Syria still under the veil

The dangers of untying tethered elephants in the Middle East

I have expressed concern in several previous blogs about the lack of incisive and critical reporting about the situation in Syria.

As if to confirm my suspicions, this detailed piece in Quadrant by Paul Stenhouse, makes me feel no less comfortable with the great big denial going in the West.  What is it about our press that lacks the curiosity to explore alternative views?

A delegation of foreign journalists went to the Alawite neighbourhoods of Homs. Expecting to see peaceful demonstrations, they saw security forces under siege from unidentified gunmen, and impact damage from rocket-propelled grenades (RPGs). They were able to gather testimonials from the local populace who had suffered atrocities at the hands of the insurgents, but “they did not publish these facts on their return, fearing they would be criticised by the mainstream media for breaking with the generally accepted narrative”.

The Syrian model of an Arab society offends extremist and closed Muslim societies. It now seems to offend the USA and its allies. If they have their way, it will disappear along with the Assad regime. That will be a sad day for the Middle East, and a worse one for the Western powers, who will have unleashed an uncertain future on millions of defenceless non-Muslims and non-extremist Muslims.

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7 Responses to “Syria still under the veil”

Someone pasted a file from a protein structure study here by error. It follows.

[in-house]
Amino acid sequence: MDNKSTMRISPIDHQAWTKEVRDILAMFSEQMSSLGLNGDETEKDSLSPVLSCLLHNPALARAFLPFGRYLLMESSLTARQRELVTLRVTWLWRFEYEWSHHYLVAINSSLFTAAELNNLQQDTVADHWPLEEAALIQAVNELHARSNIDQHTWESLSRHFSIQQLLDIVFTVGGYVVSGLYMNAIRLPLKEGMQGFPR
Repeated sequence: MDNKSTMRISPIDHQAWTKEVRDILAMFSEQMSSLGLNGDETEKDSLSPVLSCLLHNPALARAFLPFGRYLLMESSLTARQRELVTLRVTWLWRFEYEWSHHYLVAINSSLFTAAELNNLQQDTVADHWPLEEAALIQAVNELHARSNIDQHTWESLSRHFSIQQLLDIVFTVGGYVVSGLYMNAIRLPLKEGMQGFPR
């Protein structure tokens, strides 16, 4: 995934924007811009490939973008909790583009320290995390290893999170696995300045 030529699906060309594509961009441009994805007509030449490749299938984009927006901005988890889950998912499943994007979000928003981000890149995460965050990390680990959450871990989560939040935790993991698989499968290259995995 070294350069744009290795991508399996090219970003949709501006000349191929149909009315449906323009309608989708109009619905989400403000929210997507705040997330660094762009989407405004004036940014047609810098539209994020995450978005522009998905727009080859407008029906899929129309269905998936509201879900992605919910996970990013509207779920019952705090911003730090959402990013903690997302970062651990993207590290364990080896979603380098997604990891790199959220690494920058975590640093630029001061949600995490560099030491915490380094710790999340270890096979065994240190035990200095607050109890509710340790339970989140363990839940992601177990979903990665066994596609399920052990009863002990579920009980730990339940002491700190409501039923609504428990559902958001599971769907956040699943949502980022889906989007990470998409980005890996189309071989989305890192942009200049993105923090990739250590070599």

1. FatherJon Says:

    The Middle East and all its variations is doing my head in these days. But I’ve seen the pattern developing to overthrow Assad, despite his still overwhelming popularity amongst his people. The Russians and Chinese do well to stay out of this one.

  2. lorenzofromoz Says:

    I read the article: it left out a lot. The Assad regime is politically highly repressive, despite being socially liberal. It has also interfered constantly and viciously in Lebanon and is the main conduit of arms to Hezbollah. The collapse of the regime would be a boon to Lebanon and further isolate Hezbollah and Iran. I suspect that realpolitik is why so many Western governments (and the Turks) are supporting the opposition.

  3. lorenzofromoz Says:

    Lee Smith has a useful piece in The American Interest on this.

  4. FatherJon Says:

    Problem is that the downfall of Assad will influence Israeli politics and ambitions, not necessarily for the best.
    FJ

  5. lorenzofromoz Says:

    Of course, the number rule about commentary on the Middle East — it is all really about Israel.
    *sigh*

  6. FatherJon Says:

    Well, the NYTimes says it so much better than me:-

    http://www.nytimes.com/2012/02/22/world/middleeast/israel-both-hopeful-and-fearful-about-unrest-in-syria.html?pagewanted=all

    FJ

  7. lorenzofromoz Says:

    As this article points out, the only Middle Eastern state where Christians have genuinely flourished in recent decades is Israel.

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